This post was contributed by Adam Stern, the Founder and CEO of Infinitely Virtual, a leading provider of high quality and affordable cloud server technology based in Los Angeles, CA.
Cloud migration involves placing data and applications off-premises and online, shifting the focus from locally-based technology to remote access and deployment. While some insurance brokerages are likely to continue buying hardware, the pace of cloud migration continues to accelerate as more and more applications become cloud-ready.
What’s behind the decision to remain with an in-house solution or embrace cloud server hosting? A small to midsize insurance agency reaches that fork in the road because it has pushed its local technology to the end of its useful life and now needs to do something about it.
When tinkering with technology – or, more accurately, not tinkering with it yourself but entrusting others to handle the often-baffling mechanics – language is everything. Being able to distinguish fact from myth is a big down payment on peace of mind. In this brief introduction to the cloud, we’ll address (and debunk) some pervasive myths.
Myths, or misconceptions, are the status quo’s best friend. It’s difficult to move forward with business technology when some of the most basic assumptions about that technology are obsolete, misguided or simply unfounded. Here are four things your typical hardware salesperson would dearly like you to believe:
Myth: The cloud poses security risks
The fact is, your insurance business – that is, your data — is considerably safer in the cloud than parked on equipment under someone’s desk. Any cloud provider worth its salt brings to the task a phalanx of time-tested tools, procedures and technologies that ensure continuous uptime, regular backups, data redundancy, data encryption, anti-virus/anti-malware deployment, multiple firewalls, intrusion prevention and round-the-clock monitoring. And that’s just for openers.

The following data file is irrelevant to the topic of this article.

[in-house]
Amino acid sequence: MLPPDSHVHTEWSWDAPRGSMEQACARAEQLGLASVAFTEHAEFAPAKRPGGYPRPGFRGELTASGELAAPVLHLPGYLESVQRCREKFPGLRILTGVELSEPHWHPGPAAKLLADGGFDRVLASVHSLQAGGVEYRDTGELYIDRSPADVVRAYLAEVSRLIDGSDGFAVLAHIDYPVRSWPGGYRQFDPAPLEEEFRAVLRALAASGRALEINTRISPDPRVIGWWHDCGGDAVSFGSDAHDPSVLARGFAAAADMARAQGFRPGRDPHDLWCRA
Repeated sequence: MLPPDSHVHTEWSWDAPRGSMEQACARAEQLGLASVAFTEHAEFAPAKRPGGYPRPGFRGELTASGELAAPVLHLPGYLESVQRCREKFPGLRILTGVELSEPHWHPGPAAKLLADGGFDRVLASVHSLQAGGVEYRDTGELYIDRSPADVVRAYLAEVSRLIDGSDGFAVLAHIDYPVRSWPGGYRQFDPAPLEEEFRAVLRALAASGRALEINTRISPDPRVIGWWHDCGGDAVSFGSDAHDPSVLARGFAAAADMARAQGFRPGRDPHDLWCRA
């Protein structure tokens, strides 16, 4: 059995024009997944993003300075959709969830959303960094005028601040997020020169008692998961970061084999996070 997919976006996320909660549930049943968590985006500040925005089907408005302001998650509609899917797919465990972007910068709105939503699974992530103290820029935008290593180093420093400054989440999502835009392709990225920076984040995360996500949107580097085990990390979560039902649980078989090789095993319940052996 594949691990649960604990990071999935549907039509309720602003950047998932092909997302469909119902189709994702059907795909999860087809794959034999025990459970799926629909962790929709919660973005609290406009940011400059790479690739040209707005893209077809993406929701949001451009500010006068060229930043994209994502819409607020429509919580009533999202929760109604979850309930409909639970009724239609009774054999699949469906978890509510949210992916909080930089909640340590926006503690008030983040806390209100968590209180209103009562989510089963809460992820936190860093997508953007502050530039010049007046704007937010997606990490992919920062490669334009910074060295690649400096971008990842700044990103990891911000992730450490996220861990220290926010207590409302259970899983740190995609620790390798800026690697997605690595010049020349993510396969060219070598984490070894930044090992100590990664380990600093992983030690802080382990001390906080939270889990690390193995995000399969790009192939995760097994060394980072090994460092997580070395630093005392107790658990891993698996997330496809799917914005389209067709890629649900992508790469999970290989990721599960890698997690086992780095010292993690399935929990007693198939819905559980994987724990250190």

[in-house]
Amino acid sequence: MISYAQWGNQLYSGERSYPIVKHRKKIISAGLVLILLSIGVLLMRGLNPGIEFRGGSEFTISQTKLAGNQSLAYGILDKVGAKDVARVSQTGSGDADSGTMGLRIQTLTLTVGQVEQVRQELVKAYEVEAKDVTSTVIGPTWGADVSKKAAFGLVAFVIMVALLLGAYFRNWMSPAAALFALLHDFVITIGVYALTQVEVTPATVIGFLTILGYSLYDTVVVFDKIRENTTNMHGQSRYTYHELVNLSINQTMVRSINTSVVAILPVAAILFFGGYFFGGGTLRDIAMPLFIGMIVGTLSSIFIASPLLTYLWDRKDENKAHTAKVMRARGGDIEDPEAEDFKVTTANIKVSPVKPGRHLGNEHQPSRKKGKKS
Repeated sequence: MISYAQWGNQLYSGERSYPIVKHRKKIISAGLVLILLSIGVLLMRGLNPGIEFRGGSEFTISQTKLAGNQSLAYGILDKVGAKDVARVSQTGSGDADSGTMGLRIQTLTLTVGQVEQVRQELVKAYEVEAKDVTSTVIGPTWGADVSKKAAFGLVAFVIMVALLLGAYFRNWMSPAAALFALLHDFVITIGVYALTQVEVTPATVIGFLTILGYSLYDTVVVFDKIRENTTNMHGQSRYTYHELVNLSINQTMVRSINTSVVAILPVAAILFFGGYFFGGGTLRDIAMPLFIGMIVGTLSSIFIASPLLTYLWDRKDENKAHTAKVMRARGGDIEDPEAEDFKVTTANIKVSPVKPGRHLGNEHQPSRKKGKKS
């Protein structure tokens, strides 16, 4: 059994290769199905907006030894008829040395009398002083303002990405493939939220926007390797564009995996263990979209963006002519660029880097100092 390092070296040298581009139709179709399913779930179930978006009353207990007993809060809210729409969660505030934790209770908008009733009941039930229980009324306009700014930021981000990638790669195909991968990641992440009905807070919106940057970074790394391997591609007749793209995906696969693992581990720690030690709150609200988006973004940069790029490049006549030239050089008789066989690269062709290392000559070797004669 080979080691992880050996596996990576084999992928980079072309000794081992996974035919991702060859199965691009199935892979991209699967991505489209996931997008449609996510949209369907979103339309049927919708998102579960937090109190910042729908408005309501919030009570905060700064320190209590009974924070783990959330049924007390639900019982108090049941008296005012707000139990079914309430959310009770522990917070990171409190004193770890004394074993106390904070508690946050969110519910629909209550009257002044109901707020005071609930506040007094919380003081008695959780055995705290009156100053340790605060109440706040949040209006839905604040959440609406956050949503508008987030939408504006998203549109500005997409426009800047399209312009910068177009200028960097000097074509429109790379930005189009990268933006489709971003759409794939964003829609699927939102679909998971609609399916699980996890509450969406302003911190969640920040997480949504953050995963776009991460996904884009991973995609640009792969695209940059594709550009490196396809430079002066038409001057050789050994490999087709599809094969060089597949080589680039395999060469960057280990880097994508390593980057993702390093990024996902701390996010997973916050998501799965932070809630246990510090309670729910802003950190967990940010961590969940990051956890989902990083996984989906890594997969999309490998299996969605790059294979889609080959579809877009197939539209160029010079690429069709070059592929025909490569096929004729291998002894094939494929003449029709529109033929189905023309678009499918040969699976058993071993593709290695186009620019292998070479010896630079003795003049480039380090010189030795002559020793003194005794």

Myth: Cloud migration means changing your applications and your ways of doing business
Done right, cloud computing is holistic and transparent (you might even say invisible). That is, an insurance agency’s entire compute environment can be placed – and then thrive — in the cloud, and employees can access applications and data wherever they are.
Outwardly, virtually nothing has changed. And, because cloud migration is all about ensuring continuity — moving from an on-premises IT presence to a hosted environment under the care of cloud specialists — no internal processes and procedures need to change, either.
Myth: Cloud computing costs more than on-premises computing
Increasingly, the numbers favor the cloud – and numbers are just part of the equation. Indeed, the cloud has become a genuinely good value.
Because the cloud requires zero outlay for computer hardware and (typically) modest monthly fees for applications and maintenance – with such under-the-hood essentials as storage, backup, security, disaster recovery, round-the-clock support, etc. baked in – the economic argument is compelling. With depreciation cycles taken out of the equation, compute horsepower truly is a bargain.
It’s entirely possible for a small or midsize insurance brokerage to spend $10K a month and tap enough compute power to drive a 1,000-user organization – certainly more than most actually need, but a comforting statement about economies of scale.
Myth: The cloud makes compliance issues more difficult
In countless areas of the insurance business, compliance isn’t optional. And that often means achieving it is viewed as burdensome, especially for agencies of modest size.
Because cloud providers are literally wired for security (see Myth #1), migrating to the cloud turns out to be the surest route to painless compliance, whatever the specialty. Indeed, cloud-based hosting plans incorporate technologies that fully address today’s regulatory environment, all organized around privacy, security and breach notification.
While insurance brokerages might be capable of doing various techy things on their own, most would prefer not to do the heavy lifting in-house. And who can blame them? Even though myths die hard, the experience of cloud migration is proving to be a wise way to ensure peace of mind.